For those of you that are not familiar with the Search Alliance, it is an initiative that Yahoo! and Microsoft are taking to create a competitive choice for both advertisers and users in the marketplace.

Essentially, paid search results on Yahoo! are now going to be powered by Microsoft.  This means that our current Yahoo! accounts will cease to exist once the transition is complete.  The accounts that we have set up in BING will supply the search results in Yahoo!

To prepare for this transition, I have created suggestions and tips on how to make sure you safe guard your accounts from experiencing negative effects from the search alliance.

Actions that need to be taken before and during the transition of your accounts:

  1. Advertisers should make sure that their clients know what the search alliance is. Make sure to communicate possible changes in the accounts before the transition occurs.
  2. Yahoo representatives will now be managing the BING Accounts.  If you do not have a BING account set up in adCenter, get this account established and open an IO with your Yahoo representative.  Make sure that you discuss any discounts that you previously had with BING.  You will not be receiving the same discount after the alliance and you will need to start a dialogue with your representatives about what changes you should expect.
  3. Have your Yahoo! representative perform a gap analysis between your Yahoo! and BING accounts and use this analysis to add keywords into your BING account. It might be good to mirror over your best performing Google accounts into MSN before the alliance so that you capture any traffic that could be lost.
  4. Think about the possibilities of beginning or re-engaging SEO efforts in MSN and Google to counter any negative effects on traffic and performance.
  5. As the transition occurs, increase your adCenter budgets.  Your Yahoo! and BING accounts will now be serving from one account, so you will need to allocate what you would be spending previously in Yahoo! and BING to your BING budgets.
  6. Download the new version of the Desktop tool (8.3)
  7. Continue to monitor your accounts for the changes that occur after the alliance and communicate the changes and trends that you are seeing to your account manager at Yahoo! and to your internal team.
  8. Use search query reports (found on the reports tab in the engine) before and after migration.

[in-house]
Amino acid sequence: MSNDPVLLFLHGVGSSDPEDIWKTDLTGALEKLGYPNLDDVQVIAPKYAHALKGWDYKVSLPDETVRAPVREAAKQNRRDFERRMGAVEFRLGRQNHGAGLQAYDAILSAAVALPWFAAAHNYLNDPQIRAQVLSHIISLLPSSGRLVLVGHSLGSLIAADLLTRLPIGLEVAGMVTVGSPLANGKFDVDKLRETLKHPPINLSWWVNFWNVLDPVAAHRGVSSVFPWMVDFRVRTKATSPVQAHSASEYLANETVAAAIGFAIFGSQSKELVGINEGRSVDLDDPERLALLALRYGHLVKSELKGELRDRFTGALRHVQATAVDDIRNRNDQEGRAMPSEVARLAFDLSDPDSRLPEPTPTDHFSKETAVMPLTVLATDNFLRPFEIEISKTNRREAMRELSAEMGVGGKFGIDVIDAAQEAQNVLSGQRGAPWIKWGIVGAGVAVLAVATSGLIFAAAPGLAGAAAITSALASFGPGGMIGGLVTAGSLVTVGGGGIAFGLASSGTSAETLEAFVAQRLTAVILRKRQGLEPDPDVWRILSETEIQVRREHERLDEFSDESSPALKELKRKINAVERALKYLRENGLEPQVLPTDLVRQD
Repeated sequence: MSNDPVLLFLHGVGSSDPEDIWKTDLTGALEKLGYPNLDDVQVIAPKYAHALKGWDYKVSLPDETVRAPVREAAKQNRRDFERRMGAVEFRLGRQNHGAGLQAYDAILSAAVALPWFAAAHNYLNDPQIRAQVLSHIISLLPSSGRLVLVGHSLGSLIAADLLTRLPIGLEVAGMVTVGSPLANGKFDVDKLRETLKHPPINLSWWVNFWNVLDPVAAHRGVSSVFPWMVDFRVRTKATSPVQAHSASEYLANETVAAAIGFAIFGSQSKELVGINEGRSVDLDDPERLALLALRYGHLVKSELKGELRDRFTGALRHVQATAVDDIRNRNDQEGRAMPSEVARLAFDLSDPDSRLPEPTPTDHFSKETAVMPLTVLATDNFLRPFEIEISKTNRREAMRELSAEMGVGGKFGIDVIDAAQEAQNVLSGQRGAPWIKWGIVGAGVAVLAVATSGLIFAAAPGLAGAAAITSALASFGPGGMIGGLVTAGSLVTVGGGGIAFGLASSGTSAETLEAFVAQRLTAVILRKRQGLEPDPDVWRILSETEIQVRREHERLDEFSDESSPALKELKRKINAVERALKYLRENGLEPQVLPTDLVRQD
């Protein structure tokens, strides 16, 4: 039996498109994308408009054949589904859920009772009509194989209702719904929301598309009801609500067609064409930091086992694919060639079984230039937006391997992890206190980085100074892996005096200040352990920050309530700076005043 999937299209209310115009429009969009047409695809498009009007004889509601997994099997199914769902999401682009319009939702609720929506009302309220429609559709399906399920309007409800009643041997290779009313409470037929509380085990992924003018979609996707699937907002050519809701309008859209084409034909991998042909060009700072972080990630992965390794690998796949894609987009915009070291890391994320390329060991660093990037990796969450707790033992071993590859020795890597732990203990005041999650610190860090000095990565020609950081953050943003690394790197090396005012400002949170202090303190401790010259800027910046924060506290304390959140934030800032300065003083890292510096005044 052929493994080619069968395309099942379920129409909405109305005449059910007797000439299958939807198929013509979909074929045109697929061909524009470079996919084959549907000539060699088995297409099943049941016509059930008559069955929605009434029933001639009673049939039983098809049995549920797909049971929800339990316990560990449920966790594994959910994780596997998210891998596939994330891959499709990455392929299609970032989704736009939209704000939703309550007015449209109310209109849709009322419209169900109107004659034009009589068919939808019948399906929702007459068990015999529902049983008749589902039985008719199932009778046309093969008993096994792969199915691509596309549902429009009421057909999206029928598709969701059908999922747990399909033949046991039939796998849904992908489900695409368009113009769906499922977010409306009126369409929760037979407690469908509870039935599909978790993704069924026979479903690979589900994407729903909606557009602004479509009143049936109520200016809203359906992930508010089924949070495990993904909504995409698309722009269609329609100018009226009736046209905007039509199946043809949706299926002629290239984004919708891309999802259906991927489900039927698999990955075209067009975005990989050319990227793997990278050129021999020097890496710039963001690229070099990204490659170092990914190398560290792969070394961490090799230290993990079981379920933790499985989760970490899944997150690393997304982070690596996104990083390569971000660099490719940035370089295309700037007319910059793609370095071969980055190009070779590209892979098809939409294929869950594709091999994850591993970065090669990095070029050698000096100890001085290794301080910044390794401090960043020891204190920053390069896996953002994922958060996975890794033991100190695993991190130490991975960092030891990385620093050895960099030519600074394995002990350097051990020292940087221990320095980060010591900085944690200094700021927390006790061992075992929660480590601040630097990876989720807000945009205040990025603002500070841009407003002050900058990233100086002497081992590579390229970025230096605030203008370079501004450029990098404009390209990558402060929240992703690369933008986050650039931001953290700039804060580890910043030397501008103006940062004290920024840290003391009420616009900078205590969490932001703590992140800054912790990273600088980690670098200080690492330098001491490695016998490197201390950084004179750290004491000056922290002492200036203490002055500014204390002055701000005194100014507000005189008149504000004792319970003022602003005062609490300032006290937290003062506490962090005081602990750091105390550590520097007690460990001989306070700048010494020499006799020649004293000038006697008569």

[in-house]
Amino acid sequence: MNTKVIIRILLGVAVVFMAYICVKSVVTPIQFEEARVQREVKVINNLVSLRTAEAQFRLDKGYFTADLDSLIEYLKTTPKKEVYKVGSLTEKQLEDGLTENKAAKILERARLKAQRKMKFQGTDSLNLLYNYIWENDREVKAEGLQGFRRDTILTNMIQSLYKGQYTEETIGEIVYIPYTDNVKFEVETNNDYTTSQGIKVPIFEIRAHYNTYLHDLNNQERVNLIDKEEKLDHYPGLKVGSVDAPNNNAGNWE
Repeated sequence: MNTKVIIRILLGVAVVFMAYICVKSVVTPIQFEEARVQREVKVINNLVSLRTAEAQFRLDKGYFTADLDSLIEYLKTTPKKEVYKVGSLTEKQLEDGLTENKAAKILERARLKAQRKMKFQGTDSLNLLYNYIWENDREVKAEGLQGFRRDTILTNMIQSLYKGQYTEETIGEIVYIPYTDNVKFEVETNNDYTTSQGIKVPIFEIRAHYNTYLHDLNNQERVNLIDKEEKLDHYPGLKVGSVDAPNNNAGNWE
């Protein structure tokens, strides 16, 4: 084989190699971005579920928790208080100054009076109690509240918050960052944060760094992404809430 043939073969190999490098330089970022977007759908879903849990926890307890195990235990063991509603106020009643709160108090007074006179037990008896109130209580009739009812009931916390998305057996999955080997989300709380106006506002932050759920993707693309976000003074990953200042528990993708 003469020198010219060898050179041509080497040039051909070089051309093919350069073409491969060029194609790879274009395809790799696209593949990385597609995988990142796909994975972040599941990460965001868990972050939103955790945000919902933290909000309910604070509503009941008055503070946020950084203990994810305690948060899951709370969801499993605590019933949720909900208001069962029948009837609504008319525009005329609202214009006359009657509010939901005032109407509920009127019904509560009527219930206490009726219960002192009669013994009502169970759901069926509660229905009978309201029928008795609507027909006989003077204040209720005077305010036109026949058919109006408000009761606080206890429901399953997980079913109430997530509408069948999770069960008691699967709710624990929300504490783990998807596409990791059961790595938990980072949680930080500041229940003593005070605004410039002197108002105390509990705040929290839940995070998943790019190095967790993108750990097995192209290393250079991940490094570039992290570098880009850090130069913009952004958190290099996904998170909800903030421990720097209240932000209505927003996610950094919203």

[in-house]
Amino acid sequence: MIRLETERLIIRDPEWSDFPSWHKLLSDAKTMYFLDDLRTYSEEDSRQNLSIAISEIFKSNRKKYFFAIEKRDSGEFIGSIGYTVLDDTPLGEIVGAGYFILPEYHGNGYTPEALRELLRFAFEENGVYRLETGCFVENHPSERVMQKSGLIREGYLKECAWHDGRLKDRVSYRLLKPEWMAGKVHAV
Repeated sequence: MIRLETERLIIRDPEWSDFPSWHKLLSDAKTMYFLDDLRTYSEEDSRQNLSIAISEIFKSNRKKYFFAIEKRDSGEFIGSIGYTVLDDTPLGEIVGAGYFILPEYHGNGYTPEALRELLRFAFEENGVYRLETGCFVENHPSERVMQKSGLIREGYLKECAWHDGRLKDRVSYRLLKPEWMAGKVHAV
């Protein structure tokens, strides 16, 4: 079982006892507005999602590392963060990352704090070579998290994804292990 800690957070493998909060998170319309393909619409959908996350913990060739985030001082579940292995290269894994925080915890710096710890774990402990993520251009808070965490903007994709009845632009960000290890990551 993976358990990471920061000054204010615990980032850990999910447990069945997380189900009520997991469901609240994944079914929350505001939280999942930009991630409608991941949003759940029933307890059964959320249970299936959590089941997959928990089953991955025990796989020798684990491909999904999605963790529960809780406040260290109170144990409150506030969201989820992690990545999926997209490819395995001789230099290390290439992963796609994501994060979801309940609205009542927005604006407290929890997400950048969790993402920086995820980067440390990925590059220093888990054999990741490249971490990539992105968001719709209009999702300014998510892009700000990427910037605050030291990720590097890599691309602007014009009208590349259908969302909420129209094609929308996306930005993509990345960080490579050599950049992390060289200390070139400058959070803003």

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Apr. 05, 2012 | by Allyson.James Facebook – the real coming of social search?

Last week it was reported that Facebook were angling to rival Google’s domination of the search market by creating a bespoke search engine. Rumours, fuelled by a blurry image of Mark Zuckerberg’s MacBook Pro screen showing an unfamiliar Facebook branded search box, flew around the internet. We even joked about ‘ZuckerSearch’ in our traditional April fools post, but was this the first glimpse of the much speculated and long-awaited Google killer?

The sensationalists amongst us may have jumped on this bandwagon; however the likelihood is that the team of Facebook engineers, headed by an ex-Google employee, is simply working on improving the fairly basic integrated search function that Facebook already offers.

With Facebook nearing 1 billion users, the service has long been awaiting an update that will allow users to easily navigate through shared media on the platform. Currently, although there are many ways of refining your search results, they can be counter-intuitive and do not fully utilise the wealth of personal and social information that is stored on the Facebook servers.

Indeed, we are now seeing a huge move towards social search – although the impact of Google’s “Search plus your world” is yet to be fully seen (and we have speculated that although initial uptake has been fast, Google+ engagement levels are low), the move away from semantic to social-signal led results seems to be on all search professional’s minds. If Facebook did have the same resource and experience that is available to Google then could a real competitor be on the cards?

In short, that is the problem. The years that have gone into the Google algorithm and its organic growth and change means that they of course have a head-start, and a very large one at that. While reports are that a team of 24 are to be working on Facebook search, the talent pool at Google is huge. Take a look at the video linked below for a sneak peak at one of the search quality team meetings:
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Apr. 05, 2012 | by Andrew Ball Google Chrome to become the world’s most popular browser

Google Chrome is set to overtake Microsoft’s Internet Explorer as the world’s most popular browser in May, finally ending Microsoft’s dominance.

Sunday the 18th of March 2012 was an historic day in the browser wars, with Google Chrome finally overtaking Internet Explorer to take the top spot for the day in terms of global browser market share. Whilst this victory was short-lived, with Internet Explorer regaining its crown come Monday morning, it shows the impressive gains that Chrome has made since it was launched in December 2008.

The next question can only be: when will Chrome overtake IE for good?

Google Chrome users

Extrapolating the monthly market share for the two browsers shows that Google Chrome is set to continue its surge to permanently best Internet Explorer in May this year to become the world’s most popular browser.

But since Chrome will not overtake IE until the end of the month, we need to look deeper to see the point where Chrome has already passed IE.